Nash’s name, like many others, was listed in the case files early on. Someone anonymously pinned the blame on him with a message left in graffiti in north Everett. Others, including kids and adults, came forward with tips based on statements Nash and others made. Nash was questioned by police, but nothing came of it at the time.
By 2017, detective Mike Atwood had been handed the case. He’d grown increasingly interested in talking with Nash and happened upon him in the booking area of the Snohomish County Jail while looking for a suspect on a different case. Nash was no stranger to time behind bars. Court records show he’d been sentenced to nine months in jail in 1995; 17 months in prison in 1996; three months in 1997; 22 months in 1999; 12 months in 2003; 20 months in 2005; two years in 2007; 2½ years in 2010; two years in 2012; and another 2½ years in 2016.
In all, he racked up more than a dozen adult felony convictions, mainly for drug and property crimes, along with 58 adult misdemeanors. He was 10 when he was first convicted of a felony, a burglary.
Nash agreed to talk with Atwood about the EvCC fire, but was initially evasive. Over two days, a trip to McDonald’s and a few smokes, he began to open up. Nash eventually acknowledged to Atwood and another detective that he was one of three boys who broke into the library as part of a burglary, and that he was the one who lit the match in an ill-conceived attempt to hide their fingerprints.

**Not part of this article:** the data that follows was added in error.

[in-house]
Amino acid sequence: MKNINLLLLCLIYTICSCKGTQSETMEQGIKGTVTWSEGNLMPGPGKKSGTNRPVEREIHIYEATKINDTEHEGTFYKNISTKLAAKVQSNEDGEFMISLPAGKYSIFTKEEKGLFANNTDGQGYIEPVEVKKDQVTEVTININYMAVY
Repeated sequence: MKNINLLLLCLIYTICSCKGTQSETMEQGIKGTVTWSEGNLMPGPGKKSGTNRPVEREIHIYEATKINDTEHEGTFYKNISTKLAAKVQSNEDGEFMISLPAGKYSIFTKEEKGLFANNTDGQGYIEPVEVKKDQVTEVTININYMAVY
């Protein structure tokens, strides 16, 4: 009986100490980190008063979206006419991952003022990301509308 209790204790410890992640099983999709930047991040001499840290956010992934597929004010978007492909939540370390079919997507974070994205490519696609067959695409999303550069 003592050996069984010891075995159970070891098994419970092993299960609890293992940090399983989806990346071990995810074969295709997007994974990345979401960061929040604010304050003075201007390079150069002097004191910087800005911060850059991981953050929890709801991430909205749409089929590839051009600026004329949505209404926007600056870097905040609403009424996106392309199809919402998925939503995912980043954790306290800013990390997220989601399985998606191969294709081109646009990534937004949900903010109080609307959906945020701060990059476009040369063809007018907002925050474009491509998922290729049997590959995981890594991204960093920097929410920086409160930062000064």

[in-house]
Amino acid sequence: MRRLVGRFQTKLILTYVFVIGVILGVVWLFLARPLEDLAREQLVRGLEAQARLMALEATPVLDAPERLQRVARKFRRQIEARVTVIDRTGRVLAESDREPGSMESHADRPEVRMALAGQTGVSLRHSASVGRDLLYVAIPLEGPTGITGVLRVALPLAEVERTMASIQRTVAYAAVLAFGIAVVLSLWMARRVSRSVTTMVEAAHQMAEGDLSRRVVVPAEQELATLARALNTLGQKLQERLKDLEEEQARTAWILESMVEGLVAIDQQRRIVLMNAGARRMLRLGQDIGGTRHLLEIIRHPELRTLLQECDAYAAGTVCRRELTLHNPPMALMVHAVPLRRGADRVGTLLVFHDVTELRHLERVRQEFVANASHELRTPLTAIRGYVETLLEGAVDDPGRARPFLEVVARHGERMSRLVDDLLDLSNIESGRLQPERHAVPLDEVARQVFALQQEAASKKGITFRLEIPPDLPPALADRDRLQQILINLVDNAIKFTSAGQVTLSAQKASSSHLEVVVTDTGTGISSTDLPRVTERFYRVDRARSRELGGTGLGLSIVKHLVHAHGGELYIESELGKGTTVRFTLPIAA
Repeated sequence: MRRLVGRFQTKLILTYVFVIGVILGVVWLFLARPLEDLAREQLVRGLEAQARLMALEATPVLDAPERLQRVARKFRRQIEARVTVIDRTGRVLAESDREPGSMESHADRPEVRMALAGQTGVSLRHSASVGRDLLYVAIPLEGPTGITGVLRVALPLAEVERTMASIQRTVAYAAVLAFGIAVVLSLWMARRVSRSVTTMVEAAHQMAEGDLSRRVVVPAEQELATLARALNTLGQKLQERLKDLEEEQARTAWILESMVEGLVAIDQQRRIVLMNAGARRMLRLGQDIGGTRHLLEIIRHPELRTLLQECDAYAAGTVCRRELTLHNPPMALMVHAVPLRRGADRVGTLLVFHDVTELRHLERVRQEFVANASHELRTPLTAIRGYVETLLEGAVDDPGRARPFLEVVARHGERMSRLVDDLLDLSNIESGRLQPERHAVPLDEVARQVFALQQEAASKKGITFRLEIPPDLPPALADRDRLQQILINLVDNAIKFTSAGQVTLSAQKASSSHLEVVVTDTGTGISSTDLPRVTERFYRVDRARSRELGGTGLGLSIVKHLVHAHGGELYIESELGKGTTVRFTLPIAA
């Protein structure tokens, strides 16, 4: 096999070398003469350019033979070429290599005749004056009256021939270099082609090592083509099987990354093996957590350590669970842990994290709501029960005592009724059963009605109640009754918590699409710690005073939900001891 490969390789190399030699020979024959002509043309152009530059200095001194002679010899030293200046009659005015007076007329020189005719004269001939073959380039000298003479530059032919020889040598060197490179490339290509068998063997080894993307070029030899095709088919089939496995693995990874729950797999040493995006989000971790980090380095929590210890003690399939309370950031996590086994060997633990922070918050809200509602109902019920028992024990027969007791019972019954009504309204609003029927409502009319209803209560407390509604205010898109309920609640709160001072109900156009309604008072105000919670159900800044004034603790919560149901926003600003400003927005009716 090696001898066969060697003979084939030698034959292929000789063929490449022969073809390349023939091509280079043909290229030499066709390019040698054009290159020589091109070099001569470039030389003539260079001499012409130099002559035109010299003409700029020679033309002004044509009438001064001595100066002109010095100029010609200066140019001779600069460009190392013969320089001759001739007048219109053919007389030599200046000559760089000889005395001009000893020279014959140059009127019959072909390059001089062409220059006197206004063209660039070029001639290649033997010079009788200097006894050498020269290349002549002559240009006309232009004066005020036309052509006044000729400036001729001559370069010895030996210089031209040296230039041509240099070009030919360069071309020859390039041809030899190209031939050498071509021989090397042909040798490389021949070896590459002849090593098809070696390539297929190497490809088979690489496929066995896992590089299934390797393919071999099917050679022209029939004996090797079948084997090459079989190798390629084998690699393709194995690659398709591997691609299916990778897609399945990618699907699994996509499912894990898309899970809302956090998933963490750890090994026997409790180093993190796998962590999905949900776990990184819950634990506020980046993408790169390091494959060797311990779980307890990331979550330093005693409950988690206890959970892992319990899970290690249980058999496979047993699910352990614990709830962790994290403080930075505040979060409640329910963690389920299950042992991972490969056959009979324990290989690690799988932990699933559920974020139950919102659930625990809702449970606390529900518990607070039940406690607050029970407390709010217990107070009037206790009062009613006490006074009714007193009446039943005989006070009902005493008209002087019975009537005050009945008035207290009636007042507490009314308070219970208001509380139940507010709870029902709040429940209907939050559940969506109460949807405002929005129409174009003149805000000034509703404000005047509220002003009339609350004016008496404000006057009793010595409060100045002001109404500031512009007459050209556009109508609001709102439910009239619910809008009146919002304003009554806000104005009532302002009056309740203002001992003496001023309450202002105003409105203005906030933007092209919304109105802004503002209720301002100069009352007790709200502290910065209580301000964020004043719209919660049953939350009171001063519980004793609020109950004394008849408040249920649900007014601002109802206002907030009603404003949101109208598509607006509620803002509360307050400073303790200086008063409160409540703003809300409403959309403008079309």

He later tried to recant the confession.
Yet when he was finally charged, he showed up to court to plead guilty to murder on March 25.
In letters to the court, family, friends and firefighters urged the judge to sentence Nash to prison for much longer than the plea deal called for. They wanted decades to life. If he’d committed the same crime as an adult, the standard sentencing range was 34 to 45 years in prison.
Nash did not arrive on time at 1 p.m. Friday in Snohomish County Superior Court.
As the minutes ticked by, family members who had waited many years for justice were left to linger in the courtroom. Attorneys said they would wait until a new deadline of 2 p.m., and later 2:45 p.m., for the defendant to show up.
He did not.
Police were searching for him.
A new sentencing date has been tentatively set for next Thursday.
Attorneys from both sides said they hoped Kurtz, who has handled the case thus far, will be available for sentencing before he retires at the end of the month.
After court adjourned on Friday, Kathy Parks said another delay after so many years is difficult.
“It’s like a weight of sand that is just engulfing,” she said.
Although she is grateful to know who was behind the arson, she still struggles with other circumstances behind her husband’s death. Investigations at the time chronicled missteps that contributed to the tragedy, particularly the decision not to pull all the firefighters from the building when they began to run low on air.
“Now I know who lit the fire, but poor leadership and bad decisions killed my husband,” she said.
Her daughter, Jennifer, said she was not surprised that Nash didn’t show up. She, too, said the wait for justice is agonizing.
She also wondered if Nash had blown his opportunity for leniency by failing to appear in court.
“The plea bargain is toast,” she said.
Eric Stevick: firstname.lastname@example.org.